A team of researchers from UC Irvine, HRL Laboratories and the California Institute of Technology have developed the world’s lightest material – with a density of 0.9 mg / cc, making it around 100 times lighter than Styrofoam . Despite being 99.99 percent open volume, the new material boasts impressive strength and energy absorption, making it potentially useful for a range of applications.
The 0.01 percent of the material that isn’t air consists of a micro-lattice of interconnected hollow nickel-phosphorous tubes with a wall thickness of 100 nanometers – or 1,000 times thinner than a human hair. These tubes are angled to connect at nodes to form repeating, three-dimensional asterisk-like cells.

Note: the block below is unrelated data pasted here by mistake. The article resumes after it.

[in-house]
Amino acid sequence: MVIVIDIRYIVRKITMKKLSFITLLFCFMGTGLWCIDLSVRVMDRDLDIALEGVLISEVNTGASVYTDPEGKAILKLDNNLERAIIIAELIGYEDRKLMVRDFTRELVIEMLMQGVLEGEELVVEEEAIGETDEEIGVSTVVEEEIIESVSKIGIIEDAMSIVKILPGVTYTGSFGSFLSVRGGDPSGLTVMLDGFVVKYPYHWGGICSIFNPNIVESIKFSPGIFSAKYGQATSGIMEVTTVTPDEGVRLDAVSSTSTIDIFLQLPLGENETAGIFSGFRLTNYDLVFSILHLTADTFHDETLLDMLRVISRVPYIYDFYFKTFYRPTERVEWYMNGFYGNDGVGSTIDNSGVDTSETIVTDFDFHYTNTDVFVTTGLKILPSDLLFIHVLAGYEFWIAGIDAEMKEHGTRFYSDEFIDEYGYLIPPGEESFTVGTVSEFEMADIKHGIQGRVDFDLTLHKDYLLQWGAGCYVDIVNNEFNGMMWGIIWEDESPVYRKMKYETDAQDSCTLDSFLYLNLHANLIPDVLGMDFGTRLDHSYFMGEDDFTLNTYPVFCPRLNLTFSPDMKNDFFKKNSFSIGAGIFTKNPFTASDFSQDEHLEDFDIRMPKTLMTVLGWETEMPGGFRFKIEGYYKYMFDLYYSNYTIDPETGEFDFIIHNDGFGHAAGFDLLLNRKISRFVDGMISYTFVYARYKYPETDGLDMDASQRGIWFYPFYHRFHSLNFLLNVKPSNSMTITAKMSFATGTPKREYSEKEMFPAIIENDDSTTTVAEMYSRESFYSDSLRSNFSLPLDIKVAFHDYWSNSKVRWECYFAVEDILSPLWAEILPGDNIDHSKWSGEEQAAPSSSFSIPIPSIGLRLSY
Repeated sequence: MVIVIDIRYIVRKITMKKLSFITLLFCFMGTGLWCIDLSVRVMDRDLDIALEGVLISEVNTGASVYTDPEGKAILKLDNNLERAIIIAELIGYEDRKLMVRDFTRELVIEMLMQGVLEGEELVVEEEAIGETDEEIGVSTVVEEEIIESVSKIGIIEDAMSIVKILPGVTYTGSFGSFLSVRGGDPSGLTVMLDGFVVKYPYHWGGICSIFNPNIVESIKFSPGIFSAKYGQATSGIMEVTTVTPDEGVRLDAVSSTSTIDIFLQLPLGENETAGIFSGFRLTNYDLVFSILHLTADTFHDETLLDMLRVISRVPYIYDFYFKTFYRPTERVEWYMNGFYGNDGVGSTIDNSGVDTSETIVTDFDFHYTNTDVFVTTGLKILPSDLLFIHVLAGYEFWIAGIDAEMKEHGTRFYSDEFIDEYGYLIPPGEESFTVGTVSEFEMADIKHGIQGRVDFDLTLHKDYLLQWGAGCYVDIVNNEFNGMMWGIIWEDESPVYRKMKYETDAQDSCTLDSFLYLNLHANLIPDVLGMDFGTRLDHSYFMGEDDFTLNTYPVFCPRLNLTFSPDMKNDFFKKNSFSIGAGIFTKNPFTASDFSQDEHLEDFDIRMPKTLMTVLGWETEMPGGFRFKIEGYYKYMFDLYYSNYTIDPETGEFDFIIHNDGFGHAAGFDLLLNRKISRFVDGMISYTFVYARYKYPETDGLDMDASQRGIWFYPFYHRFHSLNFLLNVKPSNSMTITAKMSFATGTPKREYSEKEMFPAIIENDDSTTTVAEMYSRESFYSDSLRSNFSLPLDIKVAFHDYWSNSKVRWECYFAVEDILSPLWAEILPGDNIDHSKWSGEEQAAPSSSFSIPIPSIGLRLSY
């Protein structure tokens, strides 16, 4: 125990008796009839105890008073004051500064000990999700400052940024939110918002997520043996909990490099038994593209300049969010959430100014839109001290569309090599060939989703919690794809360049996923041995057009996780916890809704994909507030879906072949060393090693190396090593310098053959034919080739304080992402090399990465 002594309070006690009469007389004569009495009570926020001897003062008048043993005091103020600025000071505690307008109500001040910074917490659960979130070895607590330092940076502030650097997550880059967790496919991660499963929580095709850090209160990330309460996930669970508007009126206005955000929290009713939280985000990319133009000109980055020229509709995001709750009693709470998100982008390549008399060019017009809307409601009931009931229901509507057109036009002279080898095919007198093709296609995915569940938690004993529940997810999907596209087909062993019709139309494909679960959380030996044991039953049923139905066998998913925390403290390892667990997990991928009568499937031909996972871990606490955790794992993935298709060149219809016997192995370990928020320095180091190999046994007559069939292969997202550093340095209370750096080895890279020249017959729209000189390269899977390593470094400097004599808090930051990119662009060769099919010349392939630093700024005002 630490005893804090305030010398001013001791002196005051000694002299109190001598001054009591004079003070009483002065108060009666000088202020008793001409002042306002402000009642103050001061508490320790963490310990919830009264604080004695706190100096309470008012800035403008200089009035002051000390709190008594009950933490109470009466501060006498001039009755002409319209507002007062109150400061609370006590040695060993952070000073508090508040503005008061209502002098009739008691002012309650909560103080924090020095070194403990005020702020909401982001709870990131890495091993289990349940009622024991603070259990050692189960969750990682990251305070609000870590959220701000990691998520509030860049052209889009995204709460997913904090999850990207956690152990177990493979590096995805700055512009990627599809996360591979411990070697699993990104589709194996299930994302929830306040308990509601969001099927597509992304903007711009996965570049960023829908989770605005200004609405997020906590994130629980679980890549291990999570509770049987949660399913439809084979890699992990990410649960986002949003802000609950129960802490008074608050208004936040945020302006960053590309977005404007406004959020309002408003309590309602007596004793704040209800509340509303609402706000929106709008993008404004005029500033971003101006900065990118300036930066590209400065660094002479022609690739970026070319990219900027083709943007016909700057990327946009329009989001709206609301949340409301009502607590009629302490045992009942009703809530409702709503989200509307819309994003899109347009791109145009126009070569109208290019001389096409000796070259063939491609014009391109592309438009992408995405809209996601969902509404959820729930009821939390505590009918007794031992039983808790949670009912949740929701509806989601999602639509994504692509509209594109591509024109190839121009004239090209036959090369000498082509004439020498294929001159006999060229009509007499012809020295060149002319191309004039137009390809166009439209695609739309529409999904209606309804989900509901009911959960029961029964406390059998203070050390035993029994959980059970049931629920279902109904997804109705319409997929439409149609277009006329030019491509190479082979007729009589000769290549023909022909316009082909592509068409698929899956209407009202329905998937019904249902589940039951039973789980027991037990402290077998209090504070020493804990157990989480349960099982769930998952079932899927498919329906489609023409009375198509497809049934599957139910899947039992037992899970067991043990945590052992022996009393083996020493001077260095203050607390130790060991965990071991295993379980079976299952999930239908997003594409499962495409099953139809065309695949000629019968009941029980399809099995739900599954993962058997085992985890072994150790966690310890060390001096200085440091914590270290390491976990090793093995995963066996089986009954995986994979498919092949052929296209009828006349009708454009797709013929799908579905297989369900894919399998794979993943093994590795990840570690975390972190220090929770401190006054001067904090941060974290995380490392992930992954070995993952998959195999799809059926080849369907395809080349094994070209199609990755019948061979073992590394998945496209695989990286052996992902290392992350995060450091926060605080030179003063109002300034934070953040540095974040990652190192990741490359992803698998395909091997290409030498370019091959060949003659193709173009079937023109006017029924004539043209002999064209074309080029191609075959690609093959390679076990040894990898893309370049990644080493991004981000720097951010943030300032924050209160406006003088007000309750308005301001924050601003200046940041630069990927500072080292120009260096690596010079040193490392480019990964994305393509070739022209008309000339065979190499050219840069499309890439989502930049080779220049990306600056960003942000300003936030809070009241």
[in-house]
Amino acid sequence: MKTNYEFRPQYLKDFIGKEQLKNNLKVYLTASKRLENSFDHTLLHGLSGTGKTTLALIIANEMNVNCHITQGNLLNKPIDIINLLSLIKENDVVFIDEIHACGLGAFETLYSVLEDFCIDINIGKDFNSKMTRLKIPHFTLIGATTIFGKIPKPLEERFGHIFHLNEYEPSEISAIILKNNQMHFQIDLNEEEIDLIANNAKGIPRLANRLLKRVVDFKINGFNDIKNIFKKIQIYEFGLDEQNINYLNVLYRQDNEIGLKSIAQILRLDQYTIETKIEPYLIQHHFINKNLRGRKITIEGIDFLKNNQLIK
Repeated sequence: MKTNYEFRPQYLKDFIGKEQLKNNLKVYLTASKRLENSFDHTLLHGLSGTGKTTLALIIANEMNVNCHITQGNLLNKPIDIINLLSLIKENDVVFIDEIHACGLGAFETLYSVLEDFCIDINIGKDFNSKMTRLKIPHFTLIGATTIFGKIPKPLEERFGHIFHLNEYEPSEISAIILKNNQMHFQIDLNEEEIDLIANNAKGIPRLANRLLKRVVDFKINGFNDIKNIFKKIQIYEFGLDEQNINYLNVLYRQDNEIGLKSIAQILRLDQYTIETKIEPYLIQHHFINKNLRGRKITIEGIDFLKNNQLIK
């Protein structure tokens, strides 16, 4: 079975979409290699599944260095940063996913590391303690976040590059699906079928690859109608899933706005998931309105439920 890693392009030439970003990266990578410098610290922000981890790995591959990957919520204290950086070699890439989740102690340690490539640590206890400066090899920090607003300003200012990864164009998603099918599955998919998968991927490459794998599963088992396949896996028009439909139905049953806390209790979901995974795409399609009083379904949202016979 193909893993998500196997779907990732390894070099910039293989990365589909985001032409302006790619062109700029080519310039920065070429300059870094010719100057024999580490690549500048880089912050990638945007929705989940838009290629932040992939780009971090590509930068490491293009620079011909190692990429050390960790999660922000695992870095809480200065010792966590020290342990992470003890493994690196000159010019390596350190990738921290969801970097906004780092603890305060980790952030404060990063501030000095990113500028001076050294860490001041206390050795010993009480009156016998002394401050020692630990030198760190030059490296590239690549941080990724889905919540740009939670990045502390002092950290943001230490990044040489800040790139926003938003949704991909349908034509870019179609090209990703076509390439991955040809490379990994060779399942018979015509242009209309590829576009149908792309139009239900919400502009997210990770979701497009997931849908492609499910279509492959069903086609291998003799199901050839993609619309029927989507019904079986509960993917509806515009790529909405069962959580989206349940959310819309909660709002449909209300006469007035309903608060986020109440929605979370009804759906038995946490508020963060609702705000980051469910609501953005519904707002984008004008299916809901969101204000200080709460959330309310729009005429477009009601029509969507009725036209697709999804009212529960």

The new material draws parallels with large structures, such as the Eiffel Tower, which is incredibly light and weight-efficient thanks to its hierarchical lattice design. As an illustration of just how efficient such a design is, if the 7,300 tonnes of metal used in the Eiffel Tower were melted down it would fill just six centimeters (2.4 in) of the structure’s 125 m2 (1,345 square ft) base.
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